Armscor chief executive, Kevin Wakeford, maintains the defence and security acquisition agency’s turnaround process is well-defined and it will be “a streamlined, rejuvenated and refocused organisation that is financially viable and self-sustainable”.
The planning and transformation phase of the turnaround finishes this month (March) and he sees the focus now moving to implementation of recommendations, devolution of power, putting in place a new structure, migration and upskilling of people where necessary, “focusing on the generation of revenue, cost saving and a new culture of doing things,” he writes in the Armscor newsletter.
“We are an institution that can make a difference. Our company and our continent have tremendous opportunities moving forward. There is no doubt we can make a significant contribution to the country. This only requires a renewal of mind and a renewal of heart.”
On the issue of self-sufficiency, the Armscor 2015/16 annual report notes a surplus of just over R200 million was generated compared to R84 million in the previous financial year. Armscor’s government grant for 2015/16 was R858.7 million.
According to National Treasury’s Estimates of National Expenditure (ENE) for the 2017/18 financial term, Armscor’s main source of revenue is a transfer from the Department of Defence constituting 70% of its revenue over the medium term. Transfer payments increase at a rate of 12.2% (R431 million) over the medium term.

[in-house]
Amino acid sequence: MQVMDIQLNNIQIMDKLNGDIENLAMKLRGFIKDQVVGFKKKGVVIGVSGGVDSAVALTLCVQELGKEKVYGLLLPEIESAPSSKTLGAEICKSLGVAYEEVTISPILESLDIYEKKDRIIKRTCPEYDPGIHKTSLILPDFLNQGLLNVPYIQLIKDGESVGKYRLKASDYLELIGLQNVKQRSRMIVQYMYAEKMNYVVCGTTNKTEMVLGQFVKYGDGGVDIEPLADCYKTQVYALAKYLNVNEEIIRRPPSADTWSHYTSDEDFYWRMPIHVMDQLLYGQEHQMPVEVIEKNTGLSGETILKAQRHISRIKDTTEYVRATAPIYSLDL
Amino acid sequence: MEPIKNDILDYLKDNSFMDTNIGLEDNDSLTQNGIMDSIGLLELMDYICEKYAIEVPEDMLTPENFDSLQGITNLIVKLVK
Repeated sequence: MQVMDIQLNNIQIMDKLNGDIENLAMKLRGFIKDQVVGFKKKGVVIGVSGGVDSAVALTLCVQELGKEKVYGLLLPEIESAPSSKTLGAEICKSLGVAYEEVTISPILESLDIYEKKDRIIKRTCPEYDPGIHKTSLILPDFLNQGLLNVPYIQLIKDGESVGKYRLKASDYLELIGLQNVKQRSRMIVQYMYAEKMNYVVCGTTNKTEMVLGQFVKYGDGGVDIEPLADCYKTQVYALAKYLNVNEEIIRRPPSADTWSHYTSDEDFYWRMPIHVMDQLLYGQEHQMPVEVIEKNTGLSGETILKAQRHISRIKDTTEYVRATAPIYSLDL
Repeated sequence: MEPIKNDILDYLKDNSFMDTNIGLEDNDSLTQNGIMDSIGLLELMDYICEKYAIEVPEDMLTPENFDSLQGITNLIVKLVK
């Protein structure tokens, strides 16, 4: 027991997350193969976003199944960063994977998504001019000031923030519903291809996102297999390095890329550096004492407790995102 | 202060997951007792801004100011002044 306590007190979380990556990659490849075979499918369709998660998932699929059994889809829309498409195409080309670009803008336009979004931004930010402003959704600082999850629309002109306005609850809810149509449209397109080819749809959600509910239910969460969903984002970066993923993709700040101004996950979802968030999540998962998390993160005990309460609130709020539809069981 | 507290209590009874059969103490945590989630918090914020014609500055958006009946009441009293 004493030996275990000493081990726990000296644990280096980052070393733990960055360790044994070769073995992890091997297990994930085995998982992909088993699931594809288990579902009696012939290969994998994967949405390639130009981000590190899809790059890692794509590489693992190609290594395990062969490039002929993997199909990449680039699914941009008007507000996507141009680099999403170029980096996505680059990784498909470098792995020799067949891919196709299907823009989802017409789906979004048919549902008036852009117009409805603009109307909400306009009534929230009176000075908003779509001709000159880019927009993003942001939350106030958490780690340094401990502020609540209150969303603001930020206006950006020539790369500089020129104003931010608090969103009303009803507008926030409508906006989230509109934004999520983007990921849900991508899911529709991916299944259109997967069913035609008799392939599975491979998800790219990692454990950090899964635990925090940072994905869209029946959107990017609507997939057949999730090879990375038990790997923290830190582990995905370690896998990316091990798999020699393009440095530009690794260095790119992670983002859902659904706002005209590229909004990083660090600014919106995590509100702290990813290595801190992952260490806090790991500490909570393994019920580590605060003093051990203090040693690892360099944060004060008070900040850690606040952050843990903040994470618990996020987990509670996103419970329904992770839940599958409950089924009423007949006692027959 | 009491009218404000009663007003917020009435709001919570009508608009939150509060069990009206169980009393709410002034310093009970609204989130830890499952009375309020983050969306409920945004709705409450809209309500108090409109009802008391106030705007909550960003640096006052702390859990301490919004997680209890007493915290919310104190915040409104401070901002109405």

The ENEs note Armscor “plans over the medium term to increase the income earned from the commercialisation of intellectual property, as a way to increase revenue. This will be done through ensuring that at least 10 per cent of royalties from intellectual property-related technologies are provisioned for the corporation in the finalised contracts. The corporation also generates revenue through the sale of goods and services and from interest earned from financial institutions. These funds are used to finance its operations, administrative expenses, training, maintenance of buildings, and other goods and services”.
The Armscor turnaround will be implemented by way of a one, five and 10 year model with the basic structure expected to be in place after the first year.
As far as structural changes are concerned Wakeford, who was appointed chief executive in May 2015, said these would include “new, enabling areas of business; asset sweating; government to government business and business assurance in terms of compliance, quality assurance and risk management”.
“Acquisition remains our core business but we are looking at centralising supply chain management in support of other areas in Armscor in a more efficient way.
“Supply chain management speaks to intelligent procurement and is part of every modern business. We have a massive reservoir of knowledge and a vast source of information at Armscor. The newly established interim sustainability unit, spearheading business development, will be adequately resourced to support the work we do.
“Our turnaround is about building partnerships in the defence sector and beyond. Building relationship with state-owned enterprises (SOEs) is vital. There are many opportunities for government departments and parastatals to collaborate more closely.
“We want to go beyond our existing relationships,” the chief executive, now almost two years in office, writes, “and work together more productively and efficiently with existing and potential partners. Some parastatals in the transport and economic cluster already have relationships across Africa. We can leverage off each other’s strengths to open up new logistic pathways into Africa”.